At Tara’s Chance, six therapy horses provide weekly 30-minute riding sessions for 32 special-needs children. The organization seeks to expand its program to offer accessible and affordable services to all local at-risk youth and residents with disabilities.

In her internship role as marketing director, Bowman plans to enhance the organization’s outreach to the business community, service clubs, philanthropists and nonprofits in North Orange County and surrounding areas. Her duties will include advertising, public relations, event organization, research and marketing campaigns. She will serve under the organization’s executive director Tim Howells.

The fellowship award, which also includes a $1,000 stipend to the hosting nonprofit agency, is bestowed upon a student or recent graduate based on goals and prior experience in the philanthropic field and exemplary academic credentials. Bowman’s award will be officially bestowed at the Gianneschi Center’s G3X Conference at Cal State Fullerton campus on Aug. 14.

Bowman’s History of Making an Impact

As a student, Bowman was a leader in the Business Honors Program, where she served as executive director of internal engagement. In this position, she guided a team of 10 students to improve event planning on a limited budget. She also served the Business Inter-Club Council as vice president of public relations, where she coordinated the inaugural Mihaylo Mental Health Day, promoting mental health and well-being among one of the largest and most diverse college communities in the nation. Bowman was the recipient of the Boeing Scholarship, Nitori Scholarship and Business Honors Certificate of Academic Excellence.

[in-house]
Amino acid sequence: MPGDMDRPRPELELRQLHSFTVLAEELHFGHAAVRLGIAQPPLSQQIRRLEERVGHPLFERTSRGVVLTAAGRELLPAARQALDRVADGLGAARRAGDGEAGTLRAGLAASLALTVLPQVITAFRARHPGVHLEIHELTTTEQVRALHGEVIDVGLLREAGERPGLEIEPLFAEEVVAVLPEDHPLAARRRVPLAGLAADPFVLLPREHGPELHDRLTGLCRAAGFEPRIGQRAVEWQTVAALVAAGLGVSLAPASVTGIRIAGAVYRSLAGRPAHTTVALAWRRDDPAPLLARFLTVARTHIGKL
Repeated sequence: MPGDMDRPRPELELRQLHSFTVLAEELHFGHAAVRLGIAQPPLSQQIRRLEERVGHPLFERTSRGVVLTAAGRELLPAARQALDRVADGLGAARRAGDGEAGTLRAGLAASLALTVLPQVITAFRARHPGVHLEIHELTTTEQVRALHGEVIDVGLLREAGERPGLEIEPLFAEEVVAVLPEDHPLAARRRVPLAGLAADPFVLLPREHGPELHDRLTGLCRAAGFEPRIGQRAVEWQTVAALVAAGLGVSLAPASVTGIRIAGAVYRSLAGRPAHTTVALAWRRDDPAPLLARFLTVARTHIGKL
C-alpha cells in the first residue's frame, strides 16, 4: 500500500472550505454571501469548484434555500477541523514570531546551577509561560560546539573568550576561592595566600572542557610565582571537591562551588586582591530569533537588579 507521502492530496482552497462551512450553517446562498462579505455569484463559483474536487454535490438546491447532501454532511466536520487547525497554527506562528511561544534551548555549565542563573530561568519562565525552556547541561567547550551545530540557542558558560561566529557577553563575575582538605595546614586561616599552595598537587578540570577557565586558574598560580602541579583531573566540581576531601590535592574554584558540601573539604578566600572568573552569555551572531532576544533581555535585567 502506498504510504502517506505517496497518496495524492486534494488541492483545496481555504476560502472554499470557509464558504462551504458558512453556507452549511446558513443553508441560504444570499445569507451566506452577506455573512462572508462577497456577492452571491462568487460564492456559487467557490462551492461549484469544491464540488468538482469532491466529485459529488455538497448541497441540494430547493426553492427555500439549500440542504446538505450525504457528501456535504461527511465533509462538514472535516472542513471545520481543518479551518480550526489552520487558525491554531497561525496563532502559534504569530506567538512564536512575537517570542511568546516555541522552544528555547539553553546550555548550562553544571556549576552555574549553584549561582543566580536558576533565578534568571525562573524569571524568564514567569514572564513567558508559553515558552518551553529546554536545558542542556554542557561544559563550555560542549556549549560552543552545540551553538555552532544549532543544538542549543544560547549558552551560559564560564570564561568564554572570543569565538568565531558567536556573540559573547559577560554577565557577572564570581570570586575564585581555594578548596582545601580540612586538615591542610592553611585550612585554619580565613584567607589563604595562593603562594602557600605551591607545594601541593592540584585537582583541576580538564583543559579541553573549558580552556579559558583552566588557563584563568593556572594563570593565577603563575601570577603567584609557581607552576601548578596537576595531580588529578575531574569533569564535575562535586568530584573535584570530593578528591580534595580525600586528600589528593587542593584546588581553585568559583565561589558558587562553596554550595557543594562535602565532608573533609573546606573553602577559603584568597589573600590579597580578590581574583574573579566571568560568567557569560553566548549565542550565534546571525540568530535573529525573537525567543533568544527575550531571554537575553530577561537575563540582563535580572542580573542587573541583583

She has also been active in CSUF Rotaract, an on-campus club affiliated with Rotary International, and Girls Inc. of Orange County, which seeks to inspire and empower female youth.

About the Gianneschi Center